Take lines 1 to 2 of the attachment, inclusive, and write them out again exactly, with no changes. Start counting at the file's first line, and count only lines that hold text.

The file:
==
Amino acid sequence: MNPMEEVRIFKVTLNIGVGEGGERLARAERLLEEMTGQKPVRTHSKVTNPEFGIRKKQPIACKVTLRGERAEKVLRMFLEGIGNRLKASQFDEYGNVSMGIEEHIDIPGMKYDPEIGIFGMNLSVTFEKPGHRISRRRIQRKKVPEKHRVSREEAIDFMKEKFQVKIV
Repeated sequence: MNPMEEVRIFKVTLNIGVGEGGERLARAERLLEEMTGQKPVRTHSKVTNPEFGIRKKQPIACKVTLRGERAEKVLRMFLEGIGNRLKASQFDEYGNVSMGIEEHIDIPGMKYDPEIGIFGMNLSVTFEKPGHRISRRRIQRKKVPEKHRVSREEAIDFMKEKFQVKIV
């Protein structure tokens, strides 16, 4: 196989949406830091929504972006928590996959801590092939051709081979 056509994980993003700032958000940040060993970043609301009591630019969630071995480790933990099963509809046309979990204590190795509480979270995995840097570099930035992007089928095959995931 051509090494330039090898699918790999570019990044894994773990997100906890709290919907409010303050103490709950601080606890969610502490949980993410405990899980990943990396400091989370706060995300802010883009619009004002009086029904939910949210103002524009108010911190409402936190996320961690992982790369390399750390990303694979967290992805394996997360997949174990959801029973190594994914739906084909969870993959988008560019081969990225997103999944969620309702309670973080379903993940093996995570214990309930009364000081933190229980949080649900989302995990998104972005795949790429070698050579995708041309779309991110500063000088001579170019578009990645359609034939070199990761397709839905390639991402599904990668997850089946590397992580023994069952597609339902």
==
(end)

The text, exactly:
Amino acid sequence: MNPMEEVRIFKVTLNIGVGEGGERLARAERLLEEMTGQKPVRTHSKVTNPEFGIRKKQPIACKVTLRGERAEKVLRMFLEGIGNRLKASQFDEYGNVSMGIEEHIDIPGMKYDPEIGIFGMNLSVTFEKPGHRISRRRIQRKKVPEKHRVSREEAIDFMKEKFQVKIV
Repeated sequence: MNPMEEVRIFKVTLNIGVGEGGERLARAERLLEEMTGQKPVRTHSKVTNPEFGIRKKQPIACKVTLRGERAEKVLRMFLEGIGNRLKASQFDEYGNVSMGIEEHIDIPGMKYDPEIGIFGMNLSVTFEKPGHRISRRRIQRKKVPEKHRVSREEAIDFMKEKFQVKIV